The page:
SIC 1429

This classification covers establishments primarily engaged in mining or quarrying crushed and broken stone, not elsewhere classified. Types of stone processed by this industry include basalt, diabase, dolomitic marble, gabbro, marble, mica schist, onyx marble, quartzite, sandstone, and volcanic rock.

NAICS Code(s)

212319 (Other Crushed and Broken Stone Mining and Quarrying)

In 2003, about 71 percent of the crushed stone produced in the United States was limestone and dolomite (see SIC 1422: Crushed and Broken Limestone ), followed by granite at 15 percent (see SIC 1423: Crushed and Broken Granite ), traprock at 7 percent, as well as sandstone, quartzite, shell, marble, calcareous marl, volcanic cinder and scoria, and slate, which combined to account for the remaining 7 percent of stone production. Only the latter 14 percent of crushed stone production is included in this industry.

After output declined in both 2002 and 2003, the crushed stone industry was expected to enjoy modest growth in 2004, fueled in part by increased federal spending on highway construction and maintenance. For example, the Safe, Accountable, Flexible, and Efficient Transportation Equity Act of 2003 is expected to boost demand for crushed stone.

The mining of aggregate was relatively unorganized and undocumented in the nineteenth century. It was not until 1882, when the U.S. Geological Survey began compiling an annual Mineral Resources of the United States publication, that the classification, method, and organization of the aggregate industry began to take shape. The Mineral Resources of the United States added its first chapter on stone in 1889. Aggregate production was originally reported in dollar amounts of product sold but has since been assessed in terms of both tons and dollar value of product sold or used. Production volume of crushed stone has escalated dramatically throughout the twentieth century. The dollar value of crushed stone in 1900 was $24 million. In 1950, this increased to $422 million, representing 325 million tons of crushed stone. The crushed stone industry in 2003 was valued at more than $8 billion, representing nearly 1.5 billion metric tons produced.

The crushed stone industry has been labor intensive since its inception in the late 1800s. Early production advancements came in the first decade of the twentieth century when company-owned steam locomotives and quarry cars replaced steam tractors and mule-powered carts in quarry operations. Characterized by innovation and inventiveness, the stone crushing industry also improved the quantity and quality of production when it began incorporating sophisticated processing equipment and quarry machines in the 1940s. Product quality and quality control have increased steadily throughout the twentieth century as technology has continued to keep pace with the production demands of the stone crushing industry. The largest association concerned with the health of this and other nonmetallic mineral mining and quarrying industries is the National Stone Association, which was founded in Columbus, Ohio in 1918 by a group of concerned quarry operators.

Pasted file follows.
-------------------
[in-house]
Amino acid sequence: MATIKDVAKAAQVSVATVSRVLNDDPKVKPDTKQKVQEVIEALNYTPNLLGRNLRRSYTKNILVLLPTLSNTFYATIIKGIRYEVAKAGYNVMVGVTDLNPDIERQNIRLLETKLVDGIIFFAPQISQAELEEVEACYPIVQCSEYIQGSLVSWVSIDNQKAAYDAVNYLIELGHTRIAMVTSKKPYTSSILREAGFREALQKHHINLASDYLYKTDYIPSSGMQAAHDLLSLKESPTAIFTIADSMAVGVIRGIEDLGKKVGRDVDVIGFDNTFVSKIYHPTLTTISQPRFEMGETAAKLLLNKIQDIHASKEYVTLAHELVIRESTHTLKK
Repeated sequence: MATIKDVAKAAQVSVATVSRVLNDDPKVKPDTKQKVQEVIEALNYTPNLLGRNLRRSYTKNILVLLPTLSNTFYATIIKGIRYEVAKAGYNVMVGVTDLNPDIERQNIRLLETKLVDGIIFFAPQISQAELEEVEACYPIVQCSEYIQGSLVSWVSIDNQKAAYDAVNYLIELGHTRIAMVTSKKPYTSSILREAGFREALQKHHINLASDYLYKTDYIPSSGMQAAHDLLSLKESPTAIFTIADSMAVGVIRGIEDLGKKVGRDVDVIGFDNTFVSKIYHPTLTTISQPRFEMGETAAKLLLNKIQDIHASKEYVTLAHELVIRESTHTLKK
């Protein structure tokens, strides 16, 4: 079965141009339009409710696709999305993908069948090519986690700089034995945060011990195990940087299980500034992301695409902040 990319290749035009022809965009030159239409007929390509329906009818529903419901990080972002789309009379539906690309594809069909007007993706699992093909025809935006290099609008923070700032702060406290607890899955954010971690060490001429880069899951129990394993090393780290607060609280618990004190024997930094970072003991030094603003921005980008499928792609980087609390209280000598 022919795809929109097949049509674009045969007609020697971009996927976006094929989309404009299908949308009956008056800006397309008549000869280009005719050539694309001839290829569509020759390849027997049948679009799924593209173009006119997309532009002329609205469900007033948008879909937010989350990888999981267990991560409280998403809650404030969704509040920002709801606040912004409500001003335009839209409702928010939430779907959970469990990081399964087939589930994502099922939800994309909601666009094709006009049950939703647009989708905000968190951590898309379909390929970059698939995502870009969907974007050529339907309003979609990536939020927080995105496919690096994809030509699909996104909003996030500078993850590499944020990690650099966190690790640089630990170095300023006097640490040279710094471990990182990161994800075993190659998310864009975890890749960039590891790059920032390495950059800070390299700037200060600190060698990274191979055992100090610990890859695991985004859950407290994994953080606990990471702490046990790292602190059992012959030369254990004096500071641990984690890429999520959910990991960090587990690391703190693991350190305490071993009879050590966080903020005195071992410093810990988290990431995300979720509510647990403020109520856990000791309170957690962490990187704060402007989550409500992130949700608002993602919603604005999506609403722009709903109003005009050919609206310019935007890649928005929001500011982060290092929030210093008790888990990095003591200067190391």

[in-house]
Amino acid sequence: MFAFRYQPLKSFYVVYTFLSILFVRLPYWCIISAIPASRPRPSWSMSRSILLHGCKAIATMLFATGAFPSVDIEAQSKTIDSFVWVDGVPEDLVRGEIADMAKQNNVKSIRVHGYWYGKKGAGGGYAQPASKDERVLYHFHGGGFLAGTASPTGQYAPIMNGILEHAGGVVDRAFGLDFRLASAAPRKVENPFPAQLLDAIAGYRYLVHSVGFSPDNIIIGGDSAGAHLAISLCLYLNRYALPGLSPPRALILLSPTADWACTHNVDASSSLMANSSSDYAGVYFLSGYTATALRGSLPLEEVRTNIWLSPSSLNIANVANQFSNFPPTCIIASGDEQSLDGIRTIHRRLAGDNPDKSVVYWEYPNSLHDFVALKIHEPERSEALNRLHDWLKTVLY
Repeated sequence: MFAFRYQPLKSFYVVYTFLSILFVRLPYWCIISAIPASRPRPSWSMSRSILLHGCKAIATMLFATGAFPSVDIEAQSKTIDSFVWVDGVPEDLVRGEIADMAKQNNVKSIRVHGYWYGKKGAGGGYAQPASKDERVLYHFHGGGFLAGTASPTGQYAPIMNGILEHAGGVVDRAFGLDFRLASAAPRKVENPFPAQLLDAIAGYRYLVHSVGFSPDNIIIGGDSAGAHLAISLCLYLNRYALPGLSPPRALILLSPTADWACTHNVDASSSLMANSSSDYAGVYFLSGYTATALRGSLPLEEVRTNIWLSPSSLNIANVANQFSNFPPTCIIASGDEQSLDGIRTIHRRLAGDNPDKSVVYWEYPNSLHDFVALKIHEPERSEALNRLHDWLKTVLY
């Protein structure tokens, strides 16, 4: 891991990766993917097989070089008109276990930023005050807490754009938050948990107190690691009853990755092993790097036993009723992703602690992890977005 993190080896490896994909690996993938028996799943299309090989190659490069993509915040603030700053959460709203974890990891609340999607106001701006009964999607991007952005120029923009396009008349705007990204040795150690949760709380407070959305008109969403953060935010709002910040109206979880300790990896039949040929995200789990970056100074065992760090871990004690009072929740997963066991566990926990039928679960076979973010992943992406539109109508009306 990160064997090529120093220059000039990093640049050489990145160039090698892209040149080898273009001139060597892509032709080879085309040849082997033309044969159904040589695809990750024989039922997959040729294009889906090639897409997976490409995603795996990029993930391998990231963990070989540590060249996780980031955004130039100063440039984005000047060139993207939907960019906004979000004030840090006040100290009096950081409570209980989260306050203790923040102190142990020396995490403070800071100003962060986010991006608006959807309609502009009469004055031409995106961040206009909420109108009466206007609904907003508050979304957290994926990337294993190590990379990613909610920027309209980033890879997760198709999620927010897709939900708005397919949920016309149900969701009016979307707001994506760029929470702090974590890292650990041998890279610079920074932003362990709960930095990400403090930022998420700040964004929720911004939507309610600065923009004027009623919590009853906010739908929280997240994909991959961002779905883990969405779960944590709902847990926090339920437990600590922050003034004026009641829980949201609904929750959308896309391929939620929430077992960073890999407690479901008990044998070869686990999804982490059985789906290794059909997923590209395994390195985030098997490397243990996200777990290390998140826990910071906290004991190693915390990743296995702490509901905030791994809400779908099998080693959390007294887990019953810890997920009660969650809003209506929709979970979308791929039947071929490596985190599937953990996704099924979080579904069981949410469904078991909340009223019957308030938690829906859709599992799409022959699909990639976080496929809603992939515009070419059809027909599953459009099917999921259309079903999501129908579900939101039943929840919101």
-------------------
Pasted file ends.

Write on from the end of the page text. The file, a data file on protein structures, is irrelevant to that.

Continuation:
Valued at $752 million, production of traprock totaled 112 million metric tons in 2002, reflecting a 9.2 decline from 2001. A total of 222 businesses produced traprock in 2002, and the majority of them were located in Oregon, Virginia, Washington, New Jersey, and California.

SIC 1429 Crushed and Broken Stone, Not Elsewhere Classified

In fact, these five states accounted for roughly 55 percent of U.S. traprock production.

Sandstone and quartzite operations are centered in Pennsylvania, Arkansas, California, South Dakota, and Oklahoma. In 2002 sandstone production grew 2.6 percent to 39.7 million metric tons, valued at $249.7 million, while quartzite production declined 7 percent to 13.2 million metric tons, valued at $76.8 million. Crushed quartzite and sandstone companies numbered 35 and 110, respectively.

The industry is comprised of many small companies and a few large corporations. In 2002, a total of 405 trap rock quarries operated in the United States, as did 185 sandstone and quartzite quarries, 13 slate quarries, and 41 volcanic cinder and scoria quarries. Vulcan Materials Co. of Birmingham, Alabama was the leading crushed stone producer by output in 2003, with 220 active crushed stone operations and $2.6 billion in total sales (including nonstone sales). Other leaders included Martin Marietta Materials Inc., and Trap Rock Industries Inc.

Further Reading

Barksdale, Richard D., ed. The Aggregate Handbook. Washington DC: National Stone Association.

U.S. Geological Survey. Mineral Commodity Summaries, January 2004. Available from .

U.S. Geological Survey. Minerals Yearbook. Washington, DC:2002.

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